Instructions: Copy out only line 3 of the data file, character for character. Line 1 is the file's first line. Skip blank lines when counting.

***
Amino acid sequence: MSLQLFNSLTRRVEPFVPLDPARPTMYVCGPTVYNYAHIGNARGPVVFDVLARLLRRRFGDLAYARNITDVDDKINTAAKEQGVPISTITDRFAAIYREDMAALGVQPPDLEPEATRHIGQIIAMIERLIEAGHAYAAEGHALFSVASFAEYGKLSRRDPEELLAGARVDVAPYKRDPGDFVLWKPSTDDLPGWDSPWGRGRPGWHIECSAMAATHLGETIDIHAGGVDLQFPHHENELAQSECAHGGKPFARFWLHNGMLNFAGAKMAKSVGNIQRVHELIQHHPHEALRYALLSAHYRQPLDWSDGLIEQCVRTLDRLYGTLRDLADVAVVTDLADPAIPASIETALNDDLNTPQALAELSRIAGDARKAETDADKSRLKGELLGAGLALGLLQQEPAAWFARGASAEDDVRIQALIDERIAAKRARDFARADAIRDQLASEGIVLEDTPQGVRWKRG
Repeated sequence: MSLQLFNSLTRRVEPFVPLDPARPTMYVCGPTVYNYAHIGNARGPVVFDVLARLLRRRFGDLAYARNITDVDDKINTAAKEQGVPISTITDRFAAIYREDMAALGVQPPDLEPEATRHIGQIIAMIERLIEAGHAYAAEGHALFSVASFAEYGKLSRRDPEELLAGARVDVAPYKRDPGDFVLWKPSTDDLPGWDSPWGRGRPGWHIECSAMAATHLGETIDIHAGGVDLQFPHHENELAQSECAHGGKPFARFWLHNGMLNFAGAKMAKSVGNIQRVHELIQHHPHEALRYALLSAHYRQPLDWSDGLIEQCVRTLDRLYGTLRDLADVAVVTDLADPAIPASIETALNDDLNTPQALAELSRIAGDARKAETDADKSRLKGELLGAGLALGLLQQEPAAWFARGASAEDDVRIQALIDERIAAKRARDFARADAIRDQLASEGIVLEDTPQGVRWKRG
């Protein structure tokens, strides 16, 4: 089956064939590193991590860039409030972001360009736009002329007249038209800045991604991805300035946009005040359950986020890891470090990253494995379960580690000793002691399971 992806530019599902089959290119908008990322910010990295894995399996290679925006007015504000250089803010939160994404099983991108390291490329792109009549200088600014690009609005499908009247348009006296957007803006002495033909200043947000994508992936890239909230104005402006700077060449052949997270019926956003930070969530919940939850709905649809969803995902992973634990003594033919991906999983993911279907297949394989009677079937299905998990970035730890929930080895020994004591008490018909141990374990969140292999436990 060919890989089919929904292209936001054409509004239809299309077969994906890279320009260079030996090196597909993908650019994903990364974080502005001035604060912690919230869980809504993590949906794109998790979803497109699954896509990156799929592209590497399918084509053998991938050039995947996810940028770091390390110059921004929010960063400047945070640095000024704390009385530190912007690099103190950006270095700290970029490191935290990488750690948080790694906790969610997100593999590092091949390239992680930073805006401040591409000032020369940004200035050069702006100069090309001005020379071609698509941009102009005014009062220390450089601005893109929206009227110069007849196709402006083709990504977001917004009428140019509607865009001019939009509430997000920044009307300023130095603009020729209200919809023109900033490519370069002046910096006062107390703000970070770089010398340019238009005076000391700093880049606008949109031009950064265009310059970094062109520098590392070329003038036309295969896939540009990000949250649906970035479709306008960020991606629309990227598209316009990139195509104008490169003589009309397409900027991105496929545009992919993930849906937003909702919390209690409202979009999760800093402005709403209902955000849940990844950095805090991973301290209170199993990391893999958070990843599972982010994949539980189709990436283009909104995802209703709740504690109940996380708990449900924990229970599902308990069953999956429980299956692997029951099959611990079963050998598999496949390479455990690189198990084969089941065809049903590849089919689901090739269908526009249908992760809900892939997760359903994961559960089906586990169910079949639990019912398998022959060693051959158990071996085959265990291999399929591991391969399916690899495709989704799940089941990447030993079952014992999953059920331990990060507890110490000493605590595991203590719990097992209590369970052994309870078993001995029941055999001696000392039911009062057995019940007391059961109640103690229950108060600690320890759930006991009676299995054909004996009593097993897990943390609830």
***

């Protein structure tokens, strides 16, 4: 089956064939590193991590860039409030972001360009736009002329007249038209800045991604991805300035946009005040359950986020890891470090990253494995379960580690000793002691399971 992806530019599902089959290119908008990322910010990295894995399996290679925006007015504000250089803010939160994404099983991108390291490329792109009549200088600014690009609005499908009247348009006296957007803006002495033909200043947000994508992936890239909230104005402006700077060449052949997270019926956003930070969530919940939850709905649809969803995902992973634990003594033919991906999983993911279907297949394989009677079937299905998990970035730890929930080895020994004591008490018909141990374990969140292999436990 060919890989089919929904292209936001054409509004239809299309077969994906890279320009260079030996090196597909993908650019994903990364974080502005001035604060912690919230869980809504993590949906794109998790979803497109699954896509990156799929592209590497399918084509053998991938050039995947996810940028770091390390110059921004929010960063400047945070640095000024704390009385530190912007690099103190950006270095700290970029490191935290990488750690948080790694906790969610997100593999590092091949390239992680930073805006401040591409000032020369940004200035050069702006100069090309001005020379071609698509941009102009005014009062220390450089601005893109929206009227110069007849196709402006083709990504977001917004009428140019509607865009001019939009509430997000920044009307300023130095603009020729209200919809023109900033490519370069002046910096006062107390703000970070770089010398340019238009005076000391700093880049606008949109031009950064265009310059970094062109520098590392070329003038036309295969896939540009990000949250649906970035479709306008960020991606629309990227598209316009990139195509104008490169003589009309397409900027991105496929545009992919993930849906937003909702919390209690409202979009999760800093402005709403209902955000849940990844950095805090991973301290209170199993990391893999958070990843599972982010994949539980189709990436283009909104995802209703709740504690109940996380708990449900924990229970599902308990069953999956429980299956692997029951099959611990079963050998598999496949390479455990690189198990084969089941065809049903590849089919689901090739269908526009249908992760809900892939997760359903994961559960089906586990169910079949639990019912398998022959060693051959158990071996085959265990291999399929591991391969399916690899495709989704799940089941990447030993079952014992999953059920331990990060507890110490000493605590595991203590719990097992209590369970052994309870078993001995029941055999001696000392039911009062057995019940007391059961109640103690229950108060600690320890759930006991009676299995054909004996009593097993897990943390609830």